Sep 27, 2010, 01:39 PM
1943 bronze penny sells for $1.7 million
Oct 09, 2010, 06:13 PM
Swingin' Diggin' fool
Re: 1943 bronze penny sells for $1.7 million
Here is the story!
Rare Penny Sells For $1.7 MillionPrint this page | by Deidre Woollard (RSS feed)
Sep 23rd 2010 at 6:01PM
When is a penny worth $1.7 million? The cent shown at right is no average coin, it's a one-of-a-kind Lincoln cent, mistakenly struck in 1943 at the Denver Mint in bronze rather than the zinc-coated steel used that year to conserve copper for World War II. It has been sold by Legend Numismatics of Lincroft, New Jersey for $1.7 million to an unnamed Southwestern business executive. The coin's anonymous former owner made arrangements for the entire sale proceeds to go to a charitable organization.
"This is the world's most valuable penny. It's the only known example of a 1943-dated Lincoln cent incorrectly struck in a copper alloy at the Denver Mint. Zinc-coated steel was being used for pennies in 1943 to conserve copper for other uses during World War II, and this one was mistakenly struck on a bronze coin disc left over from 1942. It took four years of aggressive negotiations with the coin's owner until he agreed to sell it," said rare coin dealer Laura Sperber, President of Legend Numismatics of Lincroft, New Jersey who obtained the unique penny for the unnamed collector.
The new owner has been a coin collector since he was a teenager. When he was a kid he thought he had found a 1943 copper penny in circulation but it was not authentic. He is "the only person to ever assemble a complete set of genuine 1943 bronze cents, one each from the Philadelphia, Denver and San Francisco Mints, and he plans to display them," said Sperber.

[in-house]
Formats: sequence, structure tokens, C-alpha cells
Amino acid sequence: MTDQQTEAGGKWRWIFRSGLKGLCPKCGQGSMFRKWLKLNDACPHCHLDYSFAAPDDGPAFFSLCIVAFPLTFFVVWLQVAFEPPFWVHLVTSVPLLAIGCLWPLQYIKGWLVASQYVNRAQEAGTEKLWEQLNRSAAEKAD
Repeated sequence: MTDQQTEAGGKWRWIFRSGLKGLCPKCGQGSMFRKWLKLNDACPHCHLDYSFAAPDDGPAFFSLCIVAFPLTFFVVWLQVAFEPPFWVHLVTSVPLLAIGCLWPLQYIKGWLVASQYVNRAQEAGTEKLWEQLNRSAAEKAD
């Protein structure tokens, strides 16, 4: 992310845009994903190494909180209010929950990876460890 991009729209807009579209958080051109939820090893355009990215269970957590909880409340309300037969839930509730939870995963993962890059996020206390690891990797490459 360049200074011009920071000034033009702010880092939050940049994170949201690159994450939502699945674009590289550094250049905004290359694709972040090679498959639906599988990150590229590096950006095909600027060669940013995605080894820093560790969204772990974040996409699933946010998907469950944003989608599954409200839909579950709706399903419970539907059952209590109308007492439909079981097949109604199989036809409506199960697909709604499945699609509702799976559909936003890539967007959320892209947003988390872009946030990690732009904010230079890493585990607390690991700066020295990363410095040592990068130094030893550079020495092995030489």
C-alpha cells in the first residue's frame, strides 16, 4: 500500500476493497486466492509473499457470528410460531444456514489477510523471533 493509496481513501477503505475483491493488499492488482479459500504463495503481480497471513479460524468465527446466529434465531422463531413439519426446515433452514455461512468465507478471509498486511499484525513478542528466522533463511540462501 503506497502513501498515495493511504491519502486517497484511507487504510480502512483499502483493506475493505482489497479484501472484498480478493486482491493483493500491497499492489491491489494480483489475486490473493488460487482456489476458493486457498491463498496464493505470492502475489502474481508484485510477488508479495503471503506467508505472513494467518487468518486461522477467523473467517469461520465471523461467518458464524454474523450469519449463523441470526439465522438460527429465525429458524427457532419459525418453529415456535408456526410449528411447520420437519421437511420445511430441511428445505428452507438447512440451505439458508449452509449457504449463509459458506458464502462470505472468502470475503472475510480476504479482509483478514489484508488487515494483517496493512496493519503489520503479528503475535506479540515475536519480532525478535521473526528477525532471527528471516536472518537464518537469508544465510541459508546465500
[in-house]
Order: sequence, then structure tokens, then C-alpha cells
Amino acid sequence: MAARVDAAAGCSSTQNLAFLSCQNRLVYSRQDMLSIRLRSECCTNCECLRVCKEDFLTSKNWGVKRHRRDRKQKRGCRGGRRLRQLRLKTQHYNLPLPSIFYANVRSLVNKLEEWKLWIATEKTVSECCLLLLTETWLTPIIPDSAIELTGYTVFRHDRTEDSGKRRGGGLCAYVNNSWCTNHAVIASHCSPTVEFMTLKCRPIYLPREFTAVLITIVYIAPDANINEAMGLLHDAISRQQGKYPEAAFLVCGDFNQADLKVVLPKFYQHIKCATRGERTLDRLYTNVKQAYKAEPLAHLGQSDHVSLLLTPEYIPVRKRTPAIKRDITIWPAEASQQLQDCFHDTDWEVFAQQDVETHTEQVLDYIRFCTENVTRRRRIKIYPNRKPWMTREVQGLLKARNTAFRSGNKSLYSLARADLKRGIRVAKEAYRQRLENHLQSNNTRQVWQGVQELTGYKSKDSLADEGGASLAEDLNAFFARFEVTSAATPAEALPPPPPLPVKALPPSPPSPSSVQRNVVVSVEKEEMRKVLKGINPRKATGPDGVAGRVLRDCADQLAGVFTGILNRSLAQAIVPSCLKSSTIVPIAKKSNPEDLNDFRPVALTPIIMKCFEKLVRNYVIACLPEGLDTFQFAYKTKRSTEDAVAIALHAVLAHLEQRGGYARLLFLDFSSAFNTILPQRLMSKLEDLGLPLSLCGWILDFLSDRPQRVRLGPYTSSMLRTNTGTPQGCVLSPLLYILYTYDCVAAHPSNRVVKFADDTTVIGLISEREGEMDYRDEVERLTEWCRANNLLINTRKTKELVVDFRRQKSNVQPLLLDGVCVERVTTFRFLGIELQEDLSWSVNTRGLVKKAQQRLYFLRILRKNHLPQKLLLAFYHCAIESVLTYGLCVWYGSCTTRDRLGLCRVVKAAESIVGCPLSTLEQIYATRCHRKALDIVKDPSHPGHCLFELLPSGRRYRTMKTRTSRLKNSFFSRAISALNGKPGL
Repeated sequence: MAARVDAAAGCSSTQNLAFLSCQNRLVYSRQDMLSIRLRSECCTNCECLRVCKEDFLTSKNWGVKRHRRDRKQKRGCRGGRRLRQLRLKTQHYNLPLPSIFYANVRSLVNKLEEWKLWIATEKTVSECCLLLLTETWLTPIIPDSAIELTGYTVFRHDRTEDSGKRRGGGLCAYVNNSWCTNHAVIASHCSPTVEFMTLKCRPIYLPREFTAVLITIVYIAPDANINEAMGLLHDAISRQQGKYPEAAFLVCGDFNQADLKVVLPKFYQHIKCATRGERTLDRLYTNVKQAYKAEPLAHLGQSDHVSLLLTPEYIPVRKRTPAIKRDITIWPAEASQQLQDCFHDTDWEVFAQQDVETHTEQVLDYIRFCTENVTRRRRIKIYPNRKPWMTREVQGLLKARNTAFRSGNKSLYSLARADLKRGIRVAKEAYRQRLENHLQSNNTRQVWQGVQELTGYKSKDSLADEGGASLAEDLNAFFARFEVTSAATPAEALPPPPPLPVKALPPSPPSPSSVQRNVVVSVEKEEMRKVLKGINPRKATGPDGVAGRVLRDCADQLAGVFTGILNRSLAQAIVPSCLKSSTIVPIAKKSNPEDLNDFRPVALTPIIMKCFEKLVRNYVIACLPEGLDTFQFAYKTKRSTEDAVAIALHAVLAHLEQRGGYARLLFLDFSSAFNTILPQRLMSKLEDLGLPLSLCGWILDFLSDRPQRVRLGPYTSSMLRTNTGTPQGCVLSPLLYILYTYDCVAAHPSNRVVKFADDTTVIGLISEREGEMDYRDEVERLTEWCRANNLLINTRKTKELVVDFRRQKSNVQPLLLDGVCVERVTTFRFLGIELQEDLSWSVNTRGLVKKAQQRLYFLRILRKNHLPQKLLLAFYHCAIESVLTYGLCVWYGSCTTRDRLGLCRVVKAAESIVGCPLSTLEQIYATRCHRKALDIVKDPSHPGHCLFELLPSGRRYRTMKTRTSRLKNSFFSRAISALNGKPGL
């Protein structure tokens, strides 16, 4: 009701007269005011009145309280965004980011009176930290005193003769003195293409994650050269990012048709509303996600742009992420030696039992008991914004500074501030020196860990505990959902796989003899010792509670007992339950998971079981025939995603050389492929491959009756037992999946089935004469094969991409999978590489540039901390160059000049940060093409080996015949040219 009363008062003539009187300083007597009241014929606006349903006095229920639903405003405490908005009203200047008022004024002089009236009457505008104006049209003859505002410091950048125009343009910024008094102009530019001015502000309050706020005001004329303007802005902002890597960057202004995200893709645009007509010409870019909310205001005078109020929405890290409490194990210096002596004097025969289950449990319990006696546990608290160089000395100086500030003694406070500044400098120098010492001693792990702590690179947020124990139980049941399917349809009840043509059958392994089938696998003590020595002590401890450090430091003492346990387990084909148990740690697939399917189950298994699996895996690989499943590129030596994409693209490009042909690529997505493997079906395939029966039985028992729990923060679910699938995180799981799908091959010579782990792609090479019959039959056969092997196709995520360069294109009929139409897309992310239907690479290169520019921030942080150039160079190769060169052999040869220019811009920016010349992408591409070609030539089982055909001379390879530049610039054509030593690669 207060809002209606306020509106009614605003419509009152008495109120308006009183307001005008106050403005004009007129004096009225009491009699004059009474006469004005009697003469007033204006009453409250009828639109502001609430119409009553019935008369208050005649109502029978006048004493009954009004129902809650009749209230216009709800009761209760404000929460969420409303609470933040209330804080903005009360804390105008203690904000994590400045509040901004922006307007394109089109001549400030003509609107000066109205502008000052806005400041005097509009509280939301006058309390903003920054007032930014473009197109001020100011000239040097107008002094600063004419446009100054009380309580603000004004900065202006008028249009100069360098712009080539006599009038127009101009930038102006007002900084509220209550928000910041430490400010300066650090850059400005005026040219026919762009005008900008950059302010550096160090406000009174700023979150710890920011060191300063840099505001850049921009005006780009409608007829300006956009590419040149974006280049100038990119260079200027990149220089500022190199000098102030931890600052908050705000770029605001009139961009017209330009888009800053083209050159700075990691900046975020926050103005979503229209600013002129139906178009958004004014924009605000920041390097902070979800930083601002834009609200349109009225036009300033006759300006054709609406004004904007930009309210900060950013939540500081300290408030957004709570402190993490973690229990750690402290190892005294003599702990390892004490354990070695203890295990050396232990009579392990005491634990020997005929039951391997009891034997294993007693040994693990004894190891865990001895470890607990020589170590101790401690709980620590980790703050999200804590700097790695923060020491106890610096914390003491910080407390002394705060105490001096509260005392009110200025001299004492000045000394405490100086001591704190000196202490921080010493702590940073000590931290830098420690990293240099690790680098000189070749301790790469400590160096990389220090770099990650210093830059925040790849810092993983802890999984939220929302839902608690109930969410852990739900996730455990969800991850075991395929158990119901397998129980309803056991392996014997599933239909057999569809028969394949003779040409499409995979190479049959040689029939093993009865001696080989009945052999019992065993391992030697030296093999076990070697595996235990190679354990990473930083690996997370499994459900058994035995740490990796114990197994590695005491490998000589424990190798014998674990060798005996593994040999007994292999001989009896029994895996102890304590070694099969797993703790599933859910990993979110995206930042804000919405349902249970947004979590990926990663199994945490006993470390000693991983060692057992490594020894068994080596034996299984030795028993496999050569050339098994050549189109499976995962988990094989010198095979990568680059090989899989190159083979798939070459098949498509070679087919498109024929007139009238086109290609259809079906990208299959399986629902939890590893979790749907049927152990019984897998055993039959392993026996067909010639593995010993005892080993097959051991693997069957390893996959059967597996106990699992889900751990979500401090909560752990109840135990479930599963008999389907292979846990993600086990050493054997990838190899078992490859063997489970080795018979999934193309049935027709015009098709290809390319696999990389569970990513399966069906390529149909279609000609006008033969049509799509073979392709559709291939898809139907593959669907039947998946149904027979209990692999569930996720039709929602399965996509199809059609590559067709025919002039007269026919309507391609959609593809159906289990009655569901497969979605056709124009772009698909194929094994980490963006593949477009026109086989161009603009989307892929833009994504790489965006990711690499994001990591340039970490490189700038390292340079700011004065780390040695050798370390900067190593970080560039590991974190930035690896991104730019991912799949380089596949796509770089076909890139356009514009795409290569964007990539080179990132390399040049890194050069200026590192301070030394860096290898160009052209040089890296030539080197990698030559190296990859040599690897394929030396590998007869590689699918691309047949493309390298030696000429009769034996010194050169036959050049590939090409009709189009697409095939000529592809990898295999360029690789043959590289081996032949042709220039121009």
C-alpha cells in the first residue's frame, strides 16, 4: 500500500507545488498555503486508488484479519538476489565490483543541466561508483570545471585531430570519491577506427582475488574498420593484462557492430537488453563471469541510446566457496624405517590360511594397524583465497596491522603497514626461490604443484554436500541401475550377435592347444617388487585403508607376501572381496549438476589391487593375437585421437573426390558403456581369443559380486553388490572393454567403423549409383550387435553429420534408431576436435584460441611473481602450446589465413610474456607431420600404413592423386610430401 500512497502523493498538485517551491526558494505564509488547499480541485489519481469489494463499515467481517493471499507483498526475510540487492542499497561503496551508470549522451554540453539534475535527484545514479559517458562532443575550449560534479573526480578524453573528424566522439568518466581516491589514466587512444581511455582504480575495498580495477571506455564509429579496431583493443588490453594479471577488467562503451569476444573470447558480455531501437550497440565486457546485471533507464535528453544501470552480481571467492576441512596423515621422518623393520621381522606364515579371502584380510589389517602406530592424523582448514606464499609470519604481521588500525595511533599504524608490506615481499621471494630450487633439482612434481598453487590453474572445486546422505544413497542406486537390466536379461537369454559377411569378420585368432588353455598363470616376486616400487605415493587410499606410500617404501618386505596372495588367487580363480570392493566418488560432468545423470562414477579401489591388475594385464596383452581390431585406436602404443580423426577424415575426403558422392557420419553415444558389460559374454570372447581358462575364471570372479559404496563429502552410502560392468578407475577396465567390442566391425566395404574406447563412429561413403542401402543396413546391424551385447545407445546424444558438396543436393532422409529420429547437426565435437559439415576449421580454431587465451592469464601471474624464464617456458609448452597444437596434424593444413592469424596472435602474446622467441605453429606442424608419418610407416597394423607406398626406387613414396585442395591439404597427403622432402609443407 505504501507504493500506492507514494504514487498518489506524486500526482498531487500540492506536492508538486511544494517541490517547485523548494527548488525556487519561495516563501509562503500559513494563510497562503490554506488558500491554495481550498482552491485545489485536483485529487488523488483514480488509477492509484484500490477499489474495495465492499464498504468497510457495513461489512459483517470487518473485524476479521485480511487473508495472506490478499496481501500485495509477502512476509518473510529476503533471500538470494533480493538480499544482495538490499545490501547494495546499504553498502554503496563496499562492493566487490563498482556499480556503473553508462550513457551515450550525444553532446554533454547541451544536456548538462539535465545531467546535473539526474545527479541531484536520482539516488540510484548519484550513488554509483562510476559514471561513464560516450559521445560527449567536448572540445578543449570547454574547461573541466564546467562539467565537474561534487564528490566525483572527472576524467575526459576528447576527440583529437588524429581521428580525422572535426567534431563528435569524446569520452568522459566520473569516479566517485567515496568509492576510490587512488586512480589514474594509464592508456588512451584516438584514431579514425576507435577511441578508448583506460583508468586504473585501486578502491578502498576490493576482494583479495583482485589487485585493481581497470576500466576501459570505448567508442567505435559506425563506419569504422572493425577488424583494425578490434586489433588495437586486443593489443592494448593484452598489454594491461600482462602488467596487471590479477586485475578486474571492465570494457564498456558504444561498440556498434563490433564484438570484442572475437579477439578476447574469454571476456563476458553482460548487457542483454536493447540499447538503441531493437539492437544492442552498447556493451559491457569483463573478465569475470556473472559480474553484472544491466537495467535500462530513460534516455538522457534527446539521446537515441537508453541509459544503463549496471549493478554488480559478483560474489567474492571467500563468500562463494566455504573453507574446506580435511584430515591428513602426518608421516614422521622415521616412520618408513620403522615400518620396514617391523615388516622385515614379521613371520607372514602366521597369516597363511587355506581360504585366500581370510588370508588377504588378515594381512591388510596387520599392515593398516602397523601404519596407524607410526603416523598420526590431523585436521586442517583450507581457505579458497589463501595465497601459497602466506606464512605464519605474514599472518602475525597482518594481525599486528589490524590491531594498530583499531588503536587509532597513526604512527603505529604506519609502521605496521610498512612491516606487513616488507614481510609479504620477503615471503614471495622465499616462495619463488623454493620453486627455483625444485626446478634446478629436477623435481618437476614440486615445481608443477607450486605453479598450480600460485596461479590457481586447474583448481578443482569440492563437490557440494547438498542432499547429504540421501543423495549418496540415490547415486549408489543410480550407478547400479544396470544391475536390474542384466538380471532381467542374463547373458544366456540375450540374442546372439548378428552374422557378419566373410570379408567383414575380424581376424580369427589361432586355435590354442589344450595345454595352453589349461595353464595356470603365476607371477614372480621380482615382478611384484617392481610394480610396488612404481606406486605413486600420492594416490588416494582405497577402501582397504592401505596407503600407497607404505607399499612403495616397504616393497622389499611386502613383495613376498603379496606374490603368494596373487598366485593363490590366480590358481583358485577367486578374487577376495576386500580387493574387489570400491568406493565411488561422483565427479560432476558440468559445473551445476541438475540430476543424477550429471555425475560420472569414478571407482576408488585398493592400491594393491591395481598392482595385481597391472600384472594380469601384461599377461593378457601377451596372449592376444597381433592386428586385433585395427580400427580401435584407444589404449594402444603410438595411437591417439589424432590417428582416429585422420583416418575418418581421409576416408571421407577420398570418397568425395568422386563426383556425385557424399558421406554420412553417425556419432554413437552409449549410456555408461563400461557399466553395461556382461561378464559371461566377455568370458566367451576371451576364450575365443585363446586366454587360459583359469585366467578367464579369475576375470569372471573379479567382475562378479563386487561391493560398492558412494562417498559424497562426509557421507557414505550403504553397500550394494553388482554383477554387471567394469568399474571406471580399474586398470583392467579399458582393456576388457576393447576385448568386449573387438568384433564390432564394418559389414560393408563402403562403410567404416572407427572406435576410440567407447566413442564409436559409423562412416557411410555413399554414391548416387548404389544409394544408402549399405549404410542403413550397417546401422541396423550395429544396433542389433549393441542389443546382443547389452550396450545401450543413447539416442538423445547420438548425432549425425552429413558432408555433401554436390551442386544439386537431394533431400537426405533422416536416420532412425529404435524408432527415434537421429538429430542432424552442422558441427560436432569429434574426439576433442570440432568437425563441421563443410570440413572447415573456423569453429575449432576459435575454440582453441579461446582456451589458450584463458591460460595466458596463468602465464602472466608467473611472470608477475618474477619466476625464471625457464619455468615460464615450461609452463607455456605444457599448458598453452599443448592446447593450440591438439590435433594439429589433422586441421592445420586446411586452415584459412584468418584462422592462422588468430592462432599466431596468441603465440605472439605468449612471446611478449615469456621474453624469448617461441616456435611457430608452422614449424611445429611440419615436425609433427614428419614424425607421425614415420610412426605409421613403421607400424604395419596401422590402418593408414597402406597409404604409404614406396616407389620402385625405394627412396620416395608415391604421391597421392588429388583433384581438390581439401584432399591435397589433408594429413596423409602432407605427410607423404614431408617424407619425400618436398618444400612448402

Most 1943 pennies are steel-gray in color and not worth much more than face value but less than 20 pennies were accidentally struck in bronze that year at the Philadelphia and San Francisco Mints, and this is the only known example from the Denver Mint according to Don Willis, President of Professional Coin Grading Service of Santa Ana, California, the rare coin certification company whose experts authenticated the unique 1943 Denver bronze cent.
The anonymous penny-mad collector also paid $250,000 for a 1944-dated Philadelphia Mint cent mistakenly struck on a zinc-coated steel coin blank intended only for 1943 pennies, and paid $50,000 for an experimental 1942 cent composed mostly of tin. The collector's coins will be publicly displayed at a major rare coin convention in Tampa, Florida, January 6 - 8, 2011.
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